‘That’s the difference between the East and the West… In the East, a person’s life is a part of a whole: Family’
These are the words faced by Awkwafina’s character, Billi, when she questions familial and cultural norms and traditions. An account of Lulu Wang’s own life, The Farewell examines the complexities surrounding one’s attempts at balancing two entirely different worlds. Opposites in their expression of love, Wang straddles the famed dichotomy between the ‘east’ and the ‘west’ in such a tender and loving way, with an evident authentic understanding of the immigrant experience.
‘Based on an actual lie,’ the story of The Farewell was first told in the NPR podcast, This American Life, in 2016. The film chronicles an elaborate lie in the name of providing its terminally-ill matriarch with a ‘farewell’ rid of grief, twisting the reality of her prognosis. In her sophomore feature, Wang takes the comedic tale of life and death back to its homeland. Billi, played by rapper-turned-actress Awkwafina, is a first-generation Chinese-American immigrant who first moved to America at age six. Like many immigrant kids, Billi closes the vast geographical distance with her loved ones through frequent phone calls. It is in one of these calls wherein Billi’s touching relationship with her Nai Nai (the Mandarin term for Grandmother) is introduced.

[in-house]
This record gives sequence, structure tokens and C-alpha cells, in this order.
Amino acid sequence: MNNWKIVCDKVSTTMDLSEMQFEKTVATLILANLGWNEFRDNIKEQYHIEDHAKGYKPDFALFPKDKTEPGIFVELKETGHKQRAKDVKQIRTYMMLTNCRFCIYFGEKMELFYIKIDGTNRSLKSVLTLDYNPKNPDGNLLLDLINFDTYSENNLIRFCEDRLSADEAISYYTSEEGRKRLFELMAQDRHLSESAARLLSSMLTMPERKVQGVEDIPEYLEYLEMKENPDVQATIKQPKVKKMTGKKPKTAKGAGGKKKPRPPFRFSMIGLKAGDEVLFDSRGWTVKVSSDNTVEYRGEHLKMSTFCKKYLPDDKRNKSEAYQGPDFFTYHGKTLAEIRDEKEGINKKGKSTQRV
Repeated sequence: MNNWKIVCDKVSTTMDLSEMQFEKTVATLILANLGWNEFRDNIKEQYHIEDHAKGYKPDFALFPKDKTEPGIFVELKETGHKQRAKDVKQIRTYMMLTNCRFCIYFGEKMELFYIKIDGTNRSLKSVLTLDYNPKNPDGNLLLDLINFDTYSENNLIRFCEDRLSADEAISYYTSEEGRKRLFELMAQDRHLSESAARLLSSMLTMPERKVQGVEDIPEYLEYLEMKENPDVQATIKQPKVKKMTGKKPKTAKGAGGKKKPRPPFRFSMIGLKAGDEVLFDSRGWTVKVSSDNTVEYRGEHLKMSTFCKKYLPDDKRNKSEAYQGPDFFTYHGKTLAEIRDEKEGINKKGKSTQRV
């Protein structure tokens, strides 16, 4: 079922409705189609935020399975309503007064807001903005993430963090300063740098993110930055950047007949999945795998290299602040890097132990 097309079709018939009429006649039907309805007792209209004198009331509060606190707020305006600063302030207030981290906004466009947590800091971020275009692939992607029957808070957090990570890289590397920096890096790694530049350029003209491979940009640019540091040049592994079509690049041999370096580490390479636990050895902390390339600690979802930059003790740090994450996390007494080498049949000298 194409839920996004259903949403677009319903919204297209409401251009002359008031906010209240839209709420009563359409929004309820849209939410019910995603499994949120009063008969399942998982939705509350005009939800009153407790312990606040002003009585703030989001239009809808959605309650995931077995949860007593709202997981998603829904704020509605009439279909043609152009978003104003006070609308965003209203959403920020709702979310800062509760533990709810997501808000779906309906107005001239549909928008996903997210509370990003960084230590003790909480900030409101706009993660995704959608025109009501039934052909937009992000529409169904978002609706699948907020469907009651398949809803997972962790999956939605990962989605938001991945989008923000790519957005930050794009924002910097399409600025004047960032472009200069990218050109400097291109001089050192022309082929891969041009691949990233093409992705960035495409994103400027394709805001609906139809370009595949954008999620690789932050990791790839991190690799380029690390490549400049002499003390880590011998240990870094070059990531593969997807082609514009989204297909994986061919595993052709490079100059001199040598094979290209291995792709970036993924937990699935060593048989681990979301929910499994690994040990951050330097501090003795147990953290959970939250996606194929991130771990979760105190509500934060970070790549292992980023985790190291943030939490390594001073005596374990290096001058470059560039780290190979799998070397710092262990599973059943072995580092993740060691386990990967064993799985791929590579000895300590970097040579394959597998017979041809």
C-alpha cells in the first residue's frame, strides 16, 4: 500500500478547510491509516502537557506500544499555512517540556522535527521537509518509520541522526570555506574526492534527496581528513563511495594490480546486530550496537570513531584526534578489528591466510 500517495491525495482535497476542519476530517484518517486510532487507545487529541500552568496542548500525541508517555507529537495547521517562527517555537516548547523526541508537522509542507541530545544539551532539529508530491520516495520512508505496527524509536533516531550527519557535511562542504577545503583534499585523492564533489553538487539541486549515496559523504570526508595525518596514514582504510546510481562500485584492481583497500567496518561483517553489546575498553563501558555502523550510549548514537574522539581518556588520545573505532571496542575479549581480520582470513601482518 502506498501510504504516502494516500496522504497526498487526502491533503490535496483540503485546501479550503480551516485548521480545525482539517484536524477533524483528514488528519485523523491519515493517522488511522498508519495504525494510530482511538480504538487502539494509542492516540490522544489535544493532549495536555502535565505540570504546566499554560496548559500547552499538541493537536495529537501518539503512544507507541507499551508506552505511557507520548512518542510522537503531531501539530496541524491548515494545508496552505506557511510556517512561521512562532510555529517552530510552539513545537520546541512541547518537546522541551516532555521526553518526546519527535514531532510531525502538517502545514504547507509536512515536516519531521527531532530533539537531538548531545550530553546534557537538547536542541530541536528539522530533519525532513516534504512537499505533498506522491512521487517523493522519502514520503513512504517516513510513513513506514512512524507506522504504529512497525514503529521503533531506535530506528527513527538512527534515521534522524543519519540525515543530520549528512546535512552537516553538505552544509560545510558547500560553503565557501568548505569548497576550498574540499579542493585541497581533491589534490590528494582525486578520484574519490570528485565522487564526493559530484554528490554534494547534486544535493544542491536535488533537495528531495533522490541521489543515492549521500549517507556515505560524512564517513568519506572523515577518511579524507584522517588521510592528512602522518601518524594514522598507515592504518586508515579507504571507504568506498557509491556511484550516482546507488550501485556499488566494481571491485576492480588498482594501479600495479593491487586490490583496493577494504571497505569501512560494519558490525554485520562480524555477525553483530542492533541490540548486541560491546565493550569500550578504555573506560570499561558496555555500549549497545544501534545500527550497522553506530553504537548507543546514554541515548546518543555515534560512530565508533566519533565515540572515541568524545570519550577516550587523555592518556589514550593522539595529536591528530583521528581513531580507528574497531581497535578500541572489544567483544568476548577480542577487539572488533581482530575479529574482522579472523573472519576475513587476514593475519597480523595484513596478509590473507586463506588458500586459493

Despite being thousands of miles apart Nai Nai (Zhao Shuzhen) continues asking Billi the quintessential grandmother questions like whether she’s eaten or if she’s wearing warm enough clothes, clearly up to date with all the happenings in her twenty-something granddaughter’s life. Awkwafina and Shuzhen seamlessly embody their wholesome relationship. This is why, despite the lie being no secret to the viewer, the reveal of Nai Nai’s terminal illness still pulls at the heartstrings.